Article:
Dr Rosemary Hollick, Clinical Research Fellow at the University of Aberdeen and Specialty Registrar in Rheumatology at NHS Grampian has been selected to join the inaugural participants of a ground-breaking new initiative to improve the quality of care for patients in the NHS.
The Q initiative, run by independent health care charity the Health Foundation together with NHS England, will connect people dedicated to improving the quality of care across the UK.
The initiative will make it easier for people from all parts of the health system with expertise in quality improvement to share ideas, enhance their skills and introduce changes to make care better for patients.
There are 231 people in the founding cohort of Q - from front-line clinicians, managers and researchers to policy makers and patient leaders.
Rosemary will join the first participants, who will design, refine and test Q during 2015. The initiative will then launch more widely in 2016, with an aim to recruit 5,000 participants by 2020.
Rosemary is currently undertaking a PhD under the supervision of Prof Lorna McKee, HRSU,Professor David Reid, Head of Medicine and Dentistry and Dr Alison Black, Clinical Lead for Rheumatology, NHS Grampian. This is exploring the implementation and outcome evaluation of a new mobile bone density scanning service aimed at addressing inequalities in access to care for those living in remote and rural communities in Scotland. It aims to identify critical factors determining ‘how and why’ innovations are translated into practice.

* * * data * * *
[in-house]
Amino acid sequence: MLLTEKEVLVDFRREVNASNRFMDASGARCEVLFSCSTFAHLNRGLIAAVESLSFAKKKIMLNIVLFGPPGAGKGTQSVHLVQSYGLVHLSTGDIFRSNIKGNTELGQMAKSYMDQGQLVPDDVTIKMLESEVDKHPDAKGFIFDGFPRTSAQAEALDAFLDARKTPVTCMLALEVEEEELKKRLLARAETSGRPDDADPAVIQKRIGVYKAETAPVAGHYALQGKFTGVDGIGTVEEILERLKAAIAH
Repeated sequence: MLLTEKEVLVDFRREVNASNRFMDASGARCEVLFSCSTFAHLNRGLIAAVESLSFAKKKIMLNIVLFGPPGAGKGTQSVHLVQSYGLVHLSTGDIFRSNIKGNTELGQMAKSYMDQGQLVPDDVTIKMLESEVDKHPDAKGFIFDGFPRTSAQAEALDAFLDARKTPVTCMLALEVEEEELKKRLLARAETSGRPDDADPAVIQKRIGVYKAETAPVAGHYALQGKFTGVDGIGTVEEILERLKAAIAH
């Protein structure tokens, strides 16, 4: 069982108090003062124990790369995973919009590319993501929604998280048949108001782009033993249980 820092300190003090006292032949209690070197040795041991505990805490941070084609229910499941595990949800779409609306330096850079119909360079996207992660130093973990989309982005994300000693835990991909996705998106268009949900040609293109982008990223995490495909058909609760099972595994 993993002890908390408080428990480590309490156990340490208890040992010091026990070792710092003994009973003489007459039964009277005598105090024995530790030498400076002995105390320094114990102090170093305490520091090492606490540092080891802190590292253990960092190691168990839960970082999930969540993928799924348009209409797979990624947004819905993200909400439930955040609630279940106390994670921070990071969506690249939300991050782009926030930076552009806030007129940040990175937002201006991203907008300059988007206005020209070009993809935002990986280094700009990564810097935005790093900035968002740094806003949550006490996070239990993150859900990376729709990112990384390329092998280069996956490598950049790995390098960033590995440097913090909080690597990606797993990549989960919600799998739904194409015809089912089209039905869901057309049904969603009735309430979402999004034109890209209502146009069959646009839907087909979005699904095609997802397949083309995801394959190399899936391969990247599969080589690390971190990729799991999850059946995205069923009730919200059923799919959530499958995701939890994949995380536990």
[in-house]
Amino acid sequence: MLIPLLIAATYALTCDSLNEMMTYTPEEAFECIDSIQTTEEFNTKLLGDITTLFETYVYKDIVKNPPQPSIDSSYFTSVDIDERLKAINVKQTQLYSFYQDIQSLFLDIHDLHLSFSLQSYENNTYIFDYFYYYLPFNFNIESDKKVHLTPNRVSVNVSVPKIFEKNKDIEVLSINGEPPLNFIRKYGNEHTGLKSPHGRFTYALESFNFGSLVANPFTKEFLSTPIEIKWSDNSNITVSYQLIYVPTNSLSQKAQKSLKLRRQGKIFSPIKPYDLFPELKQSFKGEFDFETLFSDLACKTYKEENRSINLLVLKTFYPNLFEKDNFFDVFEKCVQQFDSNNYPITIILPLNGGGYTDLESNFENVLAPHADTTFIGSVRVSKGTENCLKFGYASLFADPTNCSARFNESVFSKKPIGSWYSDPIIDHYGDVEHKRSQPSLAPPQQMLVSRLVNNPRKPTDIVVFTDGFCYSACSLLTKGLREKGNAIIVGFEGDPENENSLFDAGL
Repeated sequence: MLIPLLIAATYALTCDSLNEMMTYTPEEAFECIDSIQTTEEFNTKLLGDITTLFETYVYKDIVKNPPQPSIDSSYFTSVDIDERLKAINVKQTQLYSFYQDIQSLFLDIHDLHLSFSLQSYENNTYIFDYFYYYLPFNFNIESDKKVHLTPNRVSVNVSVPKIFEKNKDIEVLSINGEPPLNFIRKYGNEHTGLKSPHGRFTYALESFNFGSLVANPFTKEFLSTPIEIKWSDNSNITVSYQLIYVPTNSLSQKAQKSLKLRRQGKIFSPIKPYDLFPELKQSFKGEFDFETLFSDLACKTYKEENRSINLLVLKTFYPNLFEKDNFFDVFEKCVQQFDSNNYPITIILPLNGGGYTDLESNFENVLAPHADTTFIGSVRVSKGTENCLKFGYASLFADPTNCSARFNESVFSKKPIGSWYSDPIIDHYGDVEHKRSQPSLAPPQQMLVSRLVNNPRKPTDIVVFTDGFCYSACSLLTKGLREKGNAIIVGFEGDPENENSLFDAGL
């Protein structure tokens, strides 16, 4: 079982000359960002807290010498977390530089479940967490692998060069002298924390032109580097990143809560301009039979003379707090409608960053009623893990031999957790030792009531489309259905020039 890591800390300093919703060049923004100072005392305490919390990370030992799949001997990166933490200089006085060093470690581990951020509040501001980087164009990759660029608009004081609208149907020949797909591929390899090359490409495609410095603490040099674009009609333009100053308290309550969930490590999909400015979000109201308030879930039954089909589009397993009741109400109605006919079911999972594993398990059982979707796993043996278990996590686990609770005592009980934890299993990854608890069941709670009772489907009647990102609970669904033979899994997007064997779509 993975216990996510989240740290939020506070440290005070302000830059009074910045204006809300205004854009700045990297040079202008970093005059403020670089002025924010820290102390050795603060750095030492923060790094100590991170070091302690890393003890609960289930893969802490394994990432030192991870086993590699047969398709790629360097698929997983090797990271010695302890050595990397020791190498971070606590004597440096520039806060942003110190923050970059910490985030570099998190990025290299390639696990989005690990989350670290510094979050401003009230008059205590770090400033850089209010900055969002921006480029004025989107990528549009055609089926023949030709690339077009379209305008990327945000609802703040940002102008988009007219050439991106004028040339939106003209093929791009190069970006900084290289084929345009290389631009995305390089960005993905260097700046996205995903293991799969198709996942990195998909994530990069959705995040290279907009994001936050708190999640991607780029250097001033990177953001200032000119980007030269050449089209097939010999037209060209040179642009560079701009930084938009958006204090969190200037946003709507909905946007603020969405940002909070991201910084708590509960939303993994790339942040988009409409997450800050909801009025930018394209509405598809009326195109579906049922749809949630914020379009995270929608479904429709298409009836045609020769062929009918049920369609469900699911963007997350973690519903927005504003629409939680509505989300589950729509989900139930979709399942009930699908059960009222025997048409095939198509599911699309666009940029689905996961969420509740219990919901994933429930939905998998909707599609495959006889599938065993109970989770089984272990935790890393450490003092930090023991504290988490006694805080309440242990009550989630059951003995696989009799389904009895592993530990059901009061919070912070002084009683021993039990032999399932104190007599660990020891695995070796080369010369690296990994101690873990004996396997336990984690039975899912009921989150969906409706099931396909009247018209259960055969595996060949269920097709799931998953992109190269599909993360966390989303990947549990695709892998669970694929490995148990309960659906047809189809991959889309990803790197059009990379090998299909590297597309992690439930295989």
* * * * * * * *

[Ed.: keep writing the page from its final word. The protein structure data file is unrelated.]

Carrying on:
She said: “The Q initiative provides an exciting opportunity for me to develop new skills and facilitate translation of health services research and clinical expertise in Aberdeen into service innovation and design that will be of direct benefit to patients. This closely aligns with one of the priorities in Health Services Research Unit which is to develop and evaluate innovations to improve the quality of service delivery'.”
Penny Pereira, Assistant Director of Strategy at the Health Foundation, comments: “We want to ensure the design of Q meets the needs of those working to improve care in the NHS.
The overall ambition is to make sure organisations are easily able to tap into the best ideas from across the UK and beyond.
Dr Mike Durkin, Director of Patient Safety at NHS England, comments: “Q will boost the skills of its individual participants, but also encourage a nurturing of talent and sharing of innovation and passion that will be vital as we build the capacity and capability of quality and safety improvement science across the NHS.”